Network Rail fined £450,000 over death of woman whose car was ploughed into by Manchester train on level crossing

By Glen Keogh

Network Rail and a signalman whose failures led to the death of a woman when a Manchester Piccadilly train ploughed into her car were yesterday hit with a huge fine.

Jane Harding’s car was hit by the 8.30 Manchester Piccadilly to Milford Haven service on a level crossing near Hertfordshire on January 16 2010.

Network Rail denied failing to ensure the health and safety of non-employees, while signalman Adrian Maund, 43, denied failing to take reasonable care for the health and safety of railway crossing users.

However, both were found guilty in a trial which lasted three weeks at Birmingham Crown Court.

Yesterday Network Rail were fined £450,000 and ordered to pay £33,000 towards prosecution costs – significantly more favourable than the £1million fine they could have received.

Maund was fined £1750 and ordered to carry out 275 hours of unpaid work following his role in the death of the 52-year-old.

He must also pay £750 towards prosecution costs.

The jury were told that Maund was distracted when a farmer twice rang to ask if it was safe for him to walk his sheep across another crossing further up the track.

Detective Constable Paul Doorbar, from the British Transport Police’s Major Investigation Team, said: “The past three years have been extremely difficult and traumatic for Mark Harding and his family, following the tragic death of his wife, Jane, in January 2010.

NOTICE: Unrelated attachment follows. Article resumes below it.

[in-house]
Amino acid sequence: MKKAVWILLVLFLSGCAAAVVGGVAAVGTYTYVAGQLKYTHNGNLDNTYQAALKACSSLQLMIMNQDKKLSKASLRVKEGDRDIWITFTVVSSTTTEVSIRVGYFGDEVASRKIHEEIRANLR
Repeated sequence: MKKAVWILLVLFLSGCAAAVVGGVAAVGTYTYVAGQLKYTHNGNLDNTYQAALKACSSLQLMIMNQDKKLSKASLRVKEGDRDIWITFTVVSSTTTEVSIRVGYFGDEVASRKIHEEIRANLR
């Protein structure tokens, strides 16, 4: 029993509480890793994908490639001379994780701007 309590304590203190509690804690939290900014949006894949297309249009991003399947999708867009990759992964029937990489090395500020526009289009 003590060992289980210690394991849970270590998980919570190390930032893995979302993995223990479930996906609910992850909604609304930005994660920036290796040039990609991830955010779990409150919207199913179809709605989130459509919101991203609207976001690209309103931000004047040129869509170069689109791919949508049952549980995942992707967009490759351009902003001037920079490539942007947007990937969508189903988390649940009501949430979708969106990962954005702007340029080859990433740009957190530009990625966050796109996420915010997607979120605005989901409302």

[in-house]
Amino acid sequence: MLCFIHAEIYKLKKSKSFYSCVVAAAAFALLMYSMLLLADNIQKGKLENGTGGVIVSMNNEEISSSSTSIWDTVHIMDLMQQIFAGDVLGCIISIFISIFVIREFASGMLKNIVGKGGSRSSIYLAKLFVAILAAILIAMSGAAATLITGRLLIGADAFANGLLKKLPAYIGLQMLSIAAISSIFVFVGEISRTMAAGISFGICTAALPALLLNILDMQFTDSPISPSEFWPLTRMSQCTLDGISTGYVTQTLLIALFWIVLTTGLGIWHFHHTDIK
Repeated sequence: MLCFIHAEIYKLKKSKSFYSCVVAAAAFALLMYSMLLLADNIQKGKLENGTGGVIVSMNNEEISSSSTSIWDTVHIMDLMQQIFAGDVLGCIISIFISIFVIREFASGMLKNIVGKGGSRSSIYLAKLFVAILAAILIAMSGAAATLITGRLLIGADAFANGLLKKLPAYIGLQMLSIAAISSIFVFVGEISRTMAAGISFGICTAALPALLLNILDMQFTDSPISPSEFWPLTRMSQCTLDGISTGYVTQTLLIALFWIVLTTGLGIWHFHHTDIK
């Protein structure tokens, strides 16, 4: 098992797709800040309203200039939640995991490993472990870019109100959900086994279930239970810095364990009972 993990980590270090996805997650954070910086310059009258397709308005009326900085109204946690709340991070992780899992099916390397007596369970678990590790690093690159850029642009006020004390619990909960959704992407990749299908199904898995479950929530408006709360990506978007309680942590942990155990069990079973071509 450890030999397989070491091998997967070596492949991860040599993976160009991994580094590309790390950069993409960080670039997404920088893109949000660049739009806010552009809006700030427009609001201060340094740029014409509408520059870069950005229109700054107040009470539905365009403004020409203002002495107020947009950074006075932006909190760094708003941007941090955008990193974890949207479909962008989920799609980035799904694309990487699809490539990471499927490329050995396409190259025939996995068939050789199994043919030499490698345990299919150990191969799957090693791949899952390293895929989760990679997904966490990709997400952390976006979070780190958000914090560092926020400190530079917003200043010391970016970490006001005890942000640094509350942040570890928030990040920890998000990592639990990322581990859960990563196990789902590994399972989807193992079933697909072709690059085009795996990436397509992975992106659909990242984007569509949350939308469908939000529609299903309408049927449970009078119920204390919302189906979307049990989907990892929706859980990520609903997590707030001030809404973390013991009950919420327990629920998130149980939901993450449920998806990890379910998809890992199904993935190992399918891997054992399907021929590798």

“Mark has shown a tremendous amount of courage and dignity throughout the last three years and our thoughts remain with him and his family now, as they have done throughout the past three years.”

Mrs Harding’s husband, Mark, 54, was driving their Volkswagen Toureg car when it was struck by the Manchester train at Moreton-on-Lugg level crossing.

He suffered serious injuries.

This was because signalman Maund raised the crossing barriers too early as he mistakenly thought the train had already passed.

During the trial, jurors at Birmingham Crown Court were told that Network Rail had opted not to spend money on an automatic locking device that would have prevented a signalman from being able to manually raise the crossing barriers if a train was approaching.

When the barriers were raised and the Hardings’ car began to cross, they were hit by the train travelling at about 55mph.

Kevin Groves of Network Rail told Sky News: “Somebody made a simple human error on this occasion that caused tragic consequences.”

Mrs Harding died later from her injuries.

DC Doorbar added: “Jane Harding died in tragic circumstances and it is right and proper that the details surrounding her death were examined by a court and jury.”

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